“Thou shalt not strike terms from others’ expressive vocabulary without suitable replacement.” - me
Suppose your friend says: “I don’t buy that brand of dip. It’s full of chemicals.”
Reasonable answer: “I’m skeptical that any of them are harmful in these quantities; we don’t have much reason to believe that.”
Reasonable answer: “Yellow 5? Are you allergic?”
Reasonable answer: “Okay, let’s get the kind with four easily recognizable ingredients.”
No: “Technically, everything is chemicals. Dihydrogen monoxide!”
Pedantry is seldom a way to make friends and influence people, but this example particularly gets my goat because there doesn’t seem to actually exist a word in English for the thing you know perfectly well people mean when they say “chemicals”. When I tried to find one on Twitter, the closest options were “toxins” and “additives”. But neither is right. “Toxins” excludes yellow 5 - or, whether it does or not might be a point of contention; but it isn’t the thing originally expressed with the word “chemicals”. People may want to avoid—or otherwise discuss—“chemicals” for reasons other than thinking they’re literally toxic; if I tell a maid I’m sensitive to chemical smells but vinegar is okay this is useful information. “Additives” includes, say, added sugar, which, while a plausible complaint, is a separate complaint.
Suppose your grandma says, “Okay, no technology at the dinner table.”
Reasonable answer: “I’ll put the laptop away to make room for the potatoes, but I need the phone because I get anxious without it.”
Reasonable answer: “Sure, Grandma.”
Reasonable answer: “We can try that until Uncle Bill starts making easily falsified claims about Flat Earth.”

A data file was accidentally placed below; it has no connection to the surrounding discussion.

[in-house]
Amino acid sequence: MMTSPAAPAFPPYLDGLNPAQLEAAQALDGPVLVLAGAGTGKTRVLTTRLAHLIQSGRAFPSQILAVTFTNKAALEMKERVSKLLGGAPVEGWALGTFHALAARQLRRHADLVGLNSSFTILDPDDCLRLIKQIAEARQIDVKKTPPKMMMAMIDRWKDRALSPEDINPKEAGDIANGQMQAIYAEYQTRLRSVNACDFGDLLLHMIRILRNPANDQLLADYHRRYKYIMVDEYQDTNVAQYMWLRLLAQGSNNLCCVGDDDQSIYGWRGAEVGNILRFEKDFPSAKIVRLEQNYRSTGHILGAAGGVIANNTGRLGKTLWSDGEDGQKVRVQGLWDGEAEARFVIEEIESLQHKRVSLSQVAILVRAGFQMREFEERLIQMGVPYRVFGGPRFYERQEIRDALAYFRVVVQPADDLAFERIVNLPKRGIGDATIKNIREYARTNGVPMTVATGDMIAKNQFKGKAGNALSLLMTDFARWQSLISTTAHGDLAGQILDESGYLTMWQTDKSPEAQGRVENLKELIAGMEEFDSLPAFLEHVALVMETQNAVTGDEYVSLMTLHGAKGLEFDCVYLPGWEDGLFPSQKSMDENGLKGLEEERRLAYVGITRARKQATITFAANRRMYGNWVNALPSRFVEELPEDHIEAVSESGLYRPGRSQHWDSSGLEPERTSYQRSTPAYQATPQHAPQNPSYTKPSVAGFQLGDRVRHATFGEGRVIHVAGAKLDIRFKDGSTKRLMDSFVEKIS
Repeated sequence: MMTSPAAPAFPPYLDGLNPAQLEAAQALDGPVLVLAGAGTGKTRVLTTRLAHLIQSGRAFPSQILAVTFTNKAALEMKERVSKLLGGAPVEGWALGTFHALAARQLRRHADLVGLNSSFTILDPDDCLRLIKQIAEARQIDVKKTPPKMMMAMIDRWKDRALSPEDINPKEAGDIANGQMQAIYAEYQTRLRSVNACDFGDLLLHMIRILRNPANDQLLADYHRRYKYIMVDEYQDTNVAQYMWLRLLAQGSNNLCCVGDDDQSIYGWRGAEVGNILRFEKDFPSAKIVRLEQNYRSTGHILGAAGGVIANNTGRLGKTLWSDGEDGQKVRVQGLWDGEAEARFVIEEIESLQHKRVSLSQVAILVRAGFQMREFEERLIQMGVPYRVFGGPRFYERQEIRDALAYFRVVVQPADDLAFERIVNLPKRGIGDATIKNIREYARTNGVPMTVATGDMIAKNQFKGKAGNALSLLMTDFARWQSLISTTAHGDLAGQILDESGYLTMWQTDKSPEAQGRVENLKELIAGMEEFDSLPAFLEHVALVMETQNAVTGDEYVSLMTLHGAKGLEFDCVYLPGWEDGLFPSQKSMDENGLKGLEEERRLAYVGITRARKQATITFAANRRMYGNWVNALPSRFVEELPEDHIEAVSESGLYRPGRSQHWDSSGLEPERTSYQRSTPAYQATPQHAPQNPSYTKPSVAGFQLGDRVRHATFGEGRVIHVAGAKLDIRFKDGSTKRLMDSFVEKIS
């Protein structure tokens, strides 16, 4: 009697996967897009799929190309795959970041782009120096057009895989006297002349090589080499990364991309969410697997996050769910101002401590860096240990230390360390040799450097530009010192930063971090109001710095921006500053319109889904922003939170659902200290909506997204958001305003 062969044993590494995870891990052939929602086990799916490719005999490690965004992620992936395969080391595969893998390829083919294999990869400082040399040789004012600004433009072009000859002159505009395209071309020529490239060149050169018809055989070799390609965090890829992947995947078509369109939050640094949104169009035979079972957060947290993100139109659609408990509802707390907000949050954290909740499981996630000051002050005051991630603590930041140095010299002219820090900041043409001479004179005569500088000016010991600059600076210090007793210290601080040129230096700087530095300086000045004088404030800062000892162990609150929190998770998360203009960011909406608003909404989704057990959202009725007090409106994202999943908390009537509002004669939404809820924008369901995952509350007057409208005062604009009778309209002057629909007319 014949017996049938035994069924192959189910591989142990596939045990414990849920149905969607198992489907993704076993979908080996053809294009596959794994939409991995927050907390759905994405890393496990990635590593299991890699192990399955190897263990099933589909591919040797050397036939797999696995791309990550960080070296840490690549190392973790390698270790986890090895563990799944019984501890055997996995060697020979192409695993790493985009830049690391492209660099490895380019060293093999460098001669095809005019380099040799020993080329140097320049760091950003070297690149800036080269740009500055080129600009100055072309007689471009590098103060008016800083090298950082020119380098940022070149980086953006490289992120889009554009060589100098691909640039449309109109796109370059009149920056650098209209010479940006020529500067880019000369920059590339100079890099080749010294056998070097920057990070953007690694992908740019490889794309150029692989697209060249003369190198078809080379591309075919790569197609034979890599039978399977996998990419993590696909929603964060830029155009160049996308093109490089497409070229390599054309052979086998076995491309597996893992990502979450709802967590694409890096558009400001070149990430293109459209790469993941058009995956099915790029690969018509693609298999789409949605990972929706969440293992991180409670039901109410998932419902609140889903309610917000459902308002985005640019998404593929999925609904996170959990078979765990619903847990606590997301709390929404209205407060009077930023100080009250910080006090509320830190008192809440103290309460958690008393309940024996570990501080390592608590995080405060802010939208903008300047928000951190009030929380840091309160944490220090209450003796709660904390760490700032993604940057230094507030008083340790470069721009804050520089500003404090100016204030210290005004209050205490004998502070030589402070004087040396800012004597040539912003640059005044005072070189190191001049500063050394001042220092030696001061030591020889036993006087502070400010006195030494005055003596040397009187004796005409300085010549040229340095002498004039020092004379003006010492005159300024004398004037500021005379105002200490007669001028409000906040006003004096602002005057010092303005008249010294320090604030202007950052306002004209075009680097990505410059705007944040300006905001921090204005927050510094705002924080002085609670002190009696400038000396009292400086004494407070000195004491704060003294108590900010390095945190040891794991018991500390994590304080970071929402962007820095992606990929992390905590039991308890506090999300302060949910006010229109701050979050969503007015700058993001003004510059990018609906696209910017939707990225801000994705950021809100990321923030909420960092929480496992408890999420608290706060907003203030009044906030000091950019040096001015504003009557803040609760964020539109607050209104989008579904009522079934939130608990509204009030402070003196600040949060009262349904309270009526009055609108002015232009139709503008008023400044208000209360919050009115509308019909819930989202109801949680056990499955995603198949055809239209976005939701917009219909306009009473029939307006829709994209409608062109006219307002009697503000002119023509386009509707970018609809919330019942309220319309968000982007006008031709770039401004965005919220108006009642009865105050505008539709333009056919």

No: “Technically, the dinner table is a technology. And so are your glasses, Grandma.”
In this case a more precise word exists—“electronics” ambiguously includes the chandelier but at least firmly sets aside the question of whether your grandma wants you to eat naked and with your bare hands. But refusing to know what she meant because she could have gotten closer to saying it, not even literally (she isn’t being metaphorical), but technically, pedantically, definitionally? This is both a bad social move and a bad epistemic one; you’re having the conversation on a level that is wholly about verbal wallpaper. Do you prefer to say “electronics” or dip into synechdoche with “screens” or spend nine syllables on “internet enabled devices”? Are you actually unsure if your grandmother wants you to set aside your smart watch, dumb phone, or electric blanket of intermediate intellect? Use your own words, ask your own questions, but don’t enforce an inadequate prescriptivism with feigned incomprehension while your interlocutor only wants you to pass the peas.
Thou shalt not strike terms from others’ expressive vocabulary without suitable replacement. It’s a pet issue of mine; it’s my pinned tweet. “Suitable replacement” means suitable across the board, Pareto improvement as seen by the user along every axis a word can have. I think people are within their rights to reject a proposed replacement for not meaning the right thing, sounding ugly, being one syllable longer, being hard to spell, not rhyming in a poem they’re trying to write, and vague gut feeling that you’re just trying to control them. I extend this as far as “gypsy” and “Eskimo”, at least (and with slightly less fervor to a slur beyond that if you really don’t have another term for Brazil nuts).
Suitable replacement is a very high standard. It has to be. If you take someone’s words away—and refusing to understand them when the problem is not in fact in your understanding does that, since words are tools to communicate—they are very direly crippled. Many people think communicatively; while you might not be their only outlet for working through their ideas, social shame for imprecise language can do your work for you across the board if you hit someone vulnerable hard enough. If you offer them worse words instead of expecting them to guess, they might only be crippled to the degree of wearing uncomfortable shoes, but that’s still too much. Don’t set up shop a block farther away than you had to and dress code folks for wearing Crocs. Communication is already difficult.